Three Things NOT to Do When Setting Up a Classroom

It’s great to be kicking off blog posts again after 7 months off to fully dedicate time to my girls as a stay-at-home-dad…while also moving house, joining a new school and teaching community (and now getting my teacher nerd on in 2020 by launching into a PhD). 

I’m not going to lie. I thought it was going to be quieter and easier than it was!

It’s genuinely fantastic to be back sharing posts, stories and tips to help make teaching that little bit easier and, yes, even more fun.

Alright people. Let’s do this: the first post for 2020.

If all those smugly optimistic Officeworks ads I’ve been bombarded by are correct, it’s back to school time. (I swear they had these already pumping out from Boxing Day, which gave me a slight panic attack).

It’s a weird time now for teachers. We’re relishing the days we have left, but already starting to live in the future. Planners, classroom setup, class lists and groupings, outlining units, assessments and considering possible learning goals for some of our class.

And of course, the classic teacher competition of making your classroom door look bloody amazing.

Some classic efforts by teachers. Not sure about the erupting fire hydrant one, if I’m honest.
Source: Schooling a Monkey

What can occur at this time of year is a stealth build up of stress as we start living in the future, picturing all the things we need to do and might need to do.

Then, we jump on Pinterest (or wander around our school) and start comparing others’ rooms to ours. Even before our students have walked into our rooms – the reason why we all got into this caper – our stress levels have jumped up more than is needed.

What if it didn’t have to be that way? 

Imagine if our preparation also included writing down (or just telling ourselves aloud) what we weren’t going to do.

Because knowing what we don’t need to invest our precious time and energy on matters.

Learn from my big mistakes from over the years – particularly during my first four years.

(Also, for a bit of a deeper dive about class layouts and how they impact kids, check out this piece by Teacher Magazine).

Consideration #1

Setting up word walls with the heading and space where you’ll all use them? Yes. 

Laminating, cutting up and then hanging up EVERY SINGLE sight word for your Year 1s? No.

Remember, the power in our learning spaces is when we make it collaborative.

As words are discovered, focused on and unearthed, get them onto that word wall. Then, guide students to see and use them as much as possible. 

If they’re already up in a room that has everything, those words can become a part of the general busyness of our rooms…students can’t see the words for the walls.

Consideration #2

Having a greeting for those coming into the learning space to feel welcome? Yep.

Photoshopping individual students’ heads onto a range of superheroes, printing out double-sided, laminating, cutting out, re-laminating (they must be durable, right), cutting out again and then blu-tacking on window to the classroom door…before designing a unique font for each child’s name? Hell, no.

Never again.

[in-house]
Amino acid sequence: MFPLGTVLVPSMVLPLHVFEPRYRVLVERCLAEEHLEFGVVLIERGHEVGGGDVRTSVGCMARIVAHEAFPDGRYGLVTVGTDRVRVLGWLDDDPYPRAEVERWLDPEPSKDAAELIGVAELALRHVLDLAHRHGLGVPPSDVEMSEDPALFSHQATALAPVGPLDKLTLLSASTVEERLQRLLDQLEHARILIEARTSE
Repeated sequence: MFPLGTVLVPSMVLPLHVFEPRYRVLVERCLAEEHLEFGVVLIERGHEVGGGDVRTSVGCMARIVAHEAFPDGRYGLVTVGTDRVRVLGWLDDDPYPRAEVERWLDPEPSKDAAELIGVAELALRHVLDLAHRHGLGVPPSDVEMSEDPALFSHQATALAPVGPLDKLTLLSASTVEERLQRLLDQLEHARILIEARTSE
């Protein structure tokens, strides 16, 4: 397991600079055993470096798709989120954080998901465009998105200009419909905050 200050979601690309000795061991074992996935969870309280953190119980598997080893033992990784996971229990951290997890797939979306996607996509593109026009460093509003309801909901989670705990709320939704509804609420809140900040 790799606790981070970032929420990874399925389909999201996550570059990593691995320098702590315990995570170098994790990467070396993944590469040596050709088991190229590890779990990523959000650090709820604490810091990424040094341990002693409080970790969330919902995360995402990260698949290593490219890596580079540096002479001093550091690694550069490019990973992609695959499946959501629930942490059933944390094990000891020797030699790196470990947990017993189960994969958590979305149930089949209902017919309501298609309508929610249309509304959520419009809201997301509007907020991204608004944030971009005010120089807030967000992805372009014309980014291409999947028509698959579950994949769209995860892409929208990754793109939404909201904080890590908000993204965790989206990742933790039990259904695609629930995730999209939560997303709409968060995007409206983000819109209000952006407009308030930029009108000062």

Don’t get me wrong. I love an eye-catching, creative and engaging entrance to a learning space. But, pick and choose where your time and energy is going to go. 

Be willing to stop and consider if you’re getting too caught up in something, or set a time limit so you don’t get sucked into the Classroom Preparation Black Hole that appears every January.

Consideration #3

Being aware of how students could use the space to move easily around and work and learn independently or collaboratively? Yep, always helps.

Painstakingly setting up THE design for your desks and classroom that will be figuratively (and possibly literally) set in stone until at least Semester Two. Then, marking down tiny bits of masking tape as guide points so that every single day the desks stay in the EXACT same spot so you can breathe easier knowing you nailed the desk setup? Maybe not.

(Yes, I did this, no I wouldn’t recommend it. I’ll never get back those two whole days spent on this in January 2010).

Knowing the purpose of learning spaces is a big thing I’ve discovered throughout my career. The room we’re in, the role we have, the number of students, the needs of students, the types of desks, and the goals you are working on can affect this.

The main questions I ask when looking at my room are:

Where would students most likely look? (Consider word walls, class info and key visuals or resources to go here!) 

What might it look and feel like from a student’s perspective?

Where could we all gather? (Or how will we all learn how to move things so we can gather?)

Can I easily get to any desk/group area?

Where else could students go for quiet or independent learning? (Think outside the box…or the classroom!).

The way our room looks, the colours, fonts and pictures do matter. They do.

However, if we have carefully thought about how our spaces will be used, what will be up on our walls (and why!), and involved our class in filling in the blanks you’ll create an incredible classroom. 

One that every kid wants to be in, is engaged by and learns from.

What is it that you don’t do when setting up your room these days? How has it made a difference to your class?

Leave a comment below to help us all and share the love 😉

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2 Replies to “Three Things NOT to Do When Setting Up a Classroom”

  1. Perfect timing for this reminder Dan… I’m walking into a blank room, not having met any staff or kids… where in week one teachers n students collaboratively create a classroom display.
    Oh how my OCD is going to sky rocket!! 😣

    1. Glad to help in anyway, Etta! Sounds like a perfect mix of creativity and challenge…keep me posted, I’d love to hear about how it all goes!! (Along with the OCD management!).

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